When the people of Nazareth looked at Jesus they didn’t see a wonder worker, let alone the Divine Son of God. They saw that carpenter that many of them grew up with, Joseph’s boy. This is one indication from Scripture that when Jesus was growing up, he likely lived a very ordinary existence for much of his life as a youth, because the reaction of his neighbors and friends-and in a village like Nazareth this would also have included many of his extended family-tells us that the last thing that they saw or were willing to see was the Messiah and Lord. He was before them all the time, and they never saw it. When he declared it, they didn’t believe him.

 

Do we take the Lord for granted, just like the people in Nazareth did? Do we see Christ in those around us, in the neglected, in the poor, in the immigrant, in the homebound, in the sick, in the dying, in the defenseless Unborn? Are we willing to look for Christ in those places, and among those people?

 

When we come at the weekend to the Holy Sacrifice of the Mass, do we simply treat Jesus as though he is entirely too familiar to us? Yes, coming to Holy Mass is a religious obligation, it is a Precept of the Church to come on Sundays and Holy Days of Obligation, and it is right and just that it should be. But do we treat Jesus as if we are only here because we have to be? Is the Eucharist a ho-hum affair for us? Is our relationship with Jesus just a little bit too familiar? Have we lost our awe and reverence for the Second Person of the Most Holy Trinity, God made Man?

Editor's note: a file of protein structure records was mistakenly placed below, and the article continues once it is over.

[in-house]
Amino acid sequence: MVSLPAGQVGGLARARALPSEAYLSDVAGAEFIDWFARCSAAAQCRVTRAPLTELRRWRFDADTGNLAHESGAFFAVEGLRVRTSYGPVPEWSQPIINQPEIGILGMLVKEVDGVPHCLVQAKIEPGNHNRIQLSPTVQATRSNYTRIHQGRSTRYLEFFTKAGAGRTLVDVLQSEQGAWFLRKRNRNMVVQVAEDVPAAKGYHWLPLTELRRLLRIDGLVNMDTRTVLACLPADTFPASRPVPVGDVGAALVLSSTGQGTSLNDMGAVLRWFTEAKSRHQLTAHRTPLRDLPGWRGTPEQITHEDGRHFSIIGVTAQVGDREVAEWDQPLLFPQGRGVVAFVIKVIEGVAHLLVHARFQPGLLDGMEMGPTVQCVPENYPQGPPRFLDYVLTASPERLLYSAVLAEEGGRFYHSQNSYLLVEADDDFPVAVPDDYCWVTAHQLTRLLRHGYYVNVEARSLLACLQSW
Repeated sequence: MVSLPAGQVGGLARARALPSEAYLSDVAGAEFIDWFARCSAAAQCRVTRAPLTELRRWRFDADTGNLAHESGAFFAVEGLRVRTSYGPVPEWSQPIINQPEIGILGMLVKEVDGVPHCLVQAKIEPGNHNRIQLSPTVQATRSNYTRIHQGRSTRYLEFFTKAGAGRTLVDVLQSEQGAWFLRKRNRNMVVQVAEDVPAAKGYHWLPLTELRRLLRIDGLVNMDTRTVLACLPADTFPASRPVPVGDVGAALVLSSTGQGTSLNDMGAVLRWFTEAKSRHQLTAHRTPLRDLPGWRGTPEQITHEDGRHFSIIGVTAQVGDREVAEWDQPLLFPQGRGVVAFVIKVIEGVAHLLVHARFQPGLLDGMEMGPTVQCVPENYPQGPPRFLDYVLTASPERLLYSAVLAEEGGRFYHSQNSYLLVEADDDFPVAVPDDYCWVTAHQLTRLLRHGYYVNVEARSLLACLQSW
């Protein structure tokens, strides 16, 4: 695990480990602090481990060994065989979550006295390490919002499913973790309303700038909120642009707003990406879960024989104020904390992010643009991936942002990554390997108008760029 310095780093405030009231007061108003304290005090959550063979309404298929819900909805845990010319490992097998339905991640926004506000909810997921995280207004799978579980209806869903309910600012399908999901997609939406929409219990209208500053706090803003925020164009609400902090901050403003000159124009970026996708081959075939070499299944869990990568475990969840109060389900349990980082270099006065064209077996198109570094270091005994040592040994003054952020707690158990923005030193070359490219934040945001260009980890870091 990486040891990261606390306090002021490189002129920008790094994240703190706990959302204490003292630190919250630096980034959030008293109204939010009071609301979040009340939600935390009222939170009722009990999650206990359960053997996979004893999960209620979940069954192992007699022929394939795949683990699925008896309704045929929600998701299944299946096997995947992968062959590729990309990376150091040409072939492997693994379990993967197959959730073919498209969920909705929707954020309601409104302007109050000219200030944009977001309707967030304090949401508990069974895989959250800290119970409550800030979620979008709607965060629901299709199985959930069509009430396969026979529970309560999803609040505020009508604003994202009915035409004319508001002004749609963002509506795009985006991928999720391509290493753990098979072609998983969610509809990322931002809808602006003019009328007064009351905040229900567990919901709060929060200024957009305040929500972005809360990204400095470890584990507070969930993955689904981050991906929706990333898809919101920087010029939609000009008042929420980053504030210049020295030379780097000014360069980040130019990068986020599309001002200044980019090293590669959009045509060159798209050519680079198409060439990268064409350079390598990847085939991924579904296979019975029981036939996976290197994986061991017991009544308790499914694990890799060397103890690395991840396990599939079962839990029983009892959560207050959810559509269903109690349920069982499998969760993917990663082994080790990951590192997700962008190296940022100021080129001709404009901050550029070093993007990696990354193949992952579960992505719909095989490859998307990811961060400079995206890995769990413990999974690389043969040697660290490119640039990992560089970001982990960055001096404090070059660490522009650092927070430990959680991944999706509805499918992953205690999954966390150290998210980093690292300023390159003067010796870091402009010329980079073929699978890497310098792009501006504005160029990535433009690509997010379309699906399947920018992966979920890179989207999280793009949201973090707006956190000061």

Very often we make the mistake of placing Our Lord Jesus in a box of our own making. We often try to categorize Jesus according to the labels of this world. We somehow see conservative Jesus or liberal Jesus in the pages of Scripture, but of course often this indicates that those who engage in this kind of labeling of Our Lord don’t bother to read the Scriptures very closely. A very dear friend of mine who is personally inclined to libertarianism as a political philosophy spent a great deal of time during our college years trying to prove somehow within the pages of Scripture that Jesus is a libertarian. There is no conservative Jesus, and there is certainly no liberal Jesus or libertarian Jesus. There is simply Jesus the Christ who is the Second Person of the Trinity, who is God, and is the Way, the Truth, and the Life.

When Jesus comes to us he comes to us in ways that the world would not expect, just as he came to the people of his own hometown and made himself known to them in a manner and a way that they did not expect or accept. Jesus comes to us in the Sacraments that we receive, most especially when we are open to the Graces that he gives to us through those Sacraments. If we look closely we can not only see Christ in our neighbor, but we can see Christ in his Bride the Church. For as much as the Church is filled with sinful people, and as we know she has even had sinful leaders over the centuries, and certainly in our own time, it is through the Church that Christ works to bring Salvation to the whole world. Not unlike the people of Nazareth, the world does not recognize Christ in the Church, but we should certainly be able to recognize Him. We should also be ready to do our part so that others can recognize Him in the Church-and in us.